“The epidermal growth factor receptor-tyrosine kinase inhibitor (EGFR-TKI) AZD9291 crossed the blood-brain barrier and showed clinical activity in heavily pretreated non-small cell lung cancer (NSCLC) patients with leptomeningeal disease, a disease in which lung cancer cells spread to the membranes surrounding the brain and spinal cord, according to data from a phase I BLOOM clinical trial presented at the AACR-NCI-EORTC International Conference on Molecular Targets and Cancer Therapeutics, held Nov. 5–9.
” ‘Leptomeningeal disease at initial diagnosis of NSCLC is rare; however, as their lung cancer progresses, up to 15 percent of patients will develop this devastating complication. Additionally, an increased risk of central nervous system [CNS] involvement has been reported among patients with EGFR-mutant NSCLC, in particular those treated with a first-generation EGFR-TKI,’ said Dae Ho Lee, MD, PhD, associate professor in the Department of Oncology in the University of Ulsan College of Medicine and Asan Medical Center, Seoul, Korea.”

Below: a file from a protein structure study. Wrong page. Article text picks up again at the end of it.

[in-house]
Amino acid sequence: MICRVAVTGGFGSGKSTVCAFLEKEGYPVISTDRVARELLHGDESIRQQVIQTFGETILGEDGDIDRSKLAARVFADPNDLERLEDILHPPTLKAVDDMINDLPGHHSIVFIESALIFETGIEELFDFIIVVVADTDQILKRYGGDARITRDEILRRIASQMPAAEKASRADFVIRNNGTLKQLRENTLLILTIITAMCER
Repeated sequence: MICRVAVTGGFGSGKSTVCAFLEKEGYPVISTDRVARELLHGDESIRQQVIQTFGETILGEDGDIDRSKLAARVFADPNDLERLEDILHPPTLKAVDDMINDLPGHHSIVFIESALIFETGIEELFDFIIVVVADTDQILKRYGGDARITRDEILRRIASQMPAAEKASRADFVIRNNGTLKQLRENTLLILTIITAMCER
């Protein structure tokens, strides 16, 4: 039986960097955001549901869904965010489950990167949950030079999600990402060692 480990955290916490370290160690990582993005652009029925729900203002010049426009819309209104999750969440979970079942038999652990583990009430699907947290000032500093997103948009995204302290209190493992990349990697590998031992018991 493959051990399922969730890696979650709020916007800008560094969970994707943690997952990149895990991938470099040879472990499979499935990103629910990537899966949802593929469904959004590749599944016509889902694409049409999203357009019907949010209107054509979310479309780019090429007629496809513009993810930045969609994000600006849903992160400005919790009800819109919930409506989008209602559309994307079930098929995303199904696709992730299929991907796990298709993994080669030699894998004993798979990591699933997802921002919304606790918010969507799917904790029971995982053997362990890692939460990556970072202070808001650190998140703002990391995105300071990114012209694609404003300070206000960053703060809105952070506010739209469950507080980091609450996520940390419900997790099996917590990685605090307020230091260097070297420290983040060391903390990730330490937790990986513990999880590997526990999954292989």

“Adding the investigational anticancer therapeutic tivantinib to standard erlotinib treatment substantially increased progression-free survival for patients with advanced nonsquamous non–small cell lung cancer (NSCLC) who had tumors positive for epidermal growth factor receptor (EGFR) gene mutations, according to a subset analysis of data from the phase III MARQUEE clinical trial presented at the AACR-NCI-EORTC International Conference on Molecular Targets and Cancer Therapeutics, held Nov. 5–9.
” ‘EGFR inhibitors like erlotinib are effective treatments for patients with advanced NSCLC with and without EGFR mutations,’ said Wallace Akerley, MD, director of thoracic oncology at the Huntsman Cancer Institute at the University of Utah in Salt Lake City. ‘However, tumors invariably develop resistance. MET overexpression is associated with resistance to EGFR therapy, and the phase III MARQUEE clinical trial set out to investigate whether adding the MET inhibitor tivantinib to erlotinib treatment could improve patient outcomes.’ “